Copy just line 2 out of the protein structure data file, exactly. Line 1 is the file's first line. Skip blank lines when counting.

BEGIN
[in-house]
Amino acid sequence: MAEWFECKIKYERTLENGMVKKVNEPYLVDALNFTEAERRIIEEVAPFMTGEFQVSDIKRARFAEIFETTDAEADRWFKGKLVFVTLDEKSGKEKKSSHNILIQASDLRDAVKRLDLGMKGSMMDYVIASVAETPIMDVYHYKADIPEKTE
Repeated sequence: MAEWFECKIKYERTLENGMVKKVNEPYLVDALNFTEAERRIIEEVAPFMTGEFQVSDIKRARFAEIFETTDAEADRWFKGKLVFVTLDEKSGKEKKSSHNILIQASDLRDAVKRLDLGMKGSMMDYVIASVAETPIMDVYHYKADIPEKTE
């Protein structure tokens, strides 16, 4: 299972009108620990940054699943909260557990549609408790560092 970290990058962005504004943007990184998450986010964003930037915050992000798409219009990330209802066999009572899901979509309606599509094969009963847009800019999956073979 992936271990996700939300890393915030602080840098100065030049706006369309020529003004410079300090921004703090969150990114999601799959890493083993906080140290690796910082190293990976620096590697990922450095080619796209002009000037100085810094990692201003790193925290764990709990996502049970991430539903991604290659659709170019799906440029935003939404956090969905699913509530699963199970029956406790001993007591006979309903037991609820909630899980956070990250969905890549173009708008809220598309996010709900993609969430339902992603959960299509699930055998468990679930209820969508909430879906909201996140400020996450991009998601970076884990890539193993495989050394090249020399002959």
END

Amino acid sequence: MAEWFECKIKYERTLENGMVKKVNEPYLVDALNFTEAERRIIEEVAPFMTGEFQVSDIKRARFAEIFETTDAEADRWFKGKLVFVTLDEKSGKEKKSSHNILIQASDLRDAVKRLDLGMKGSMMDYVIASVAETPIMDVYHYKADIPEKTE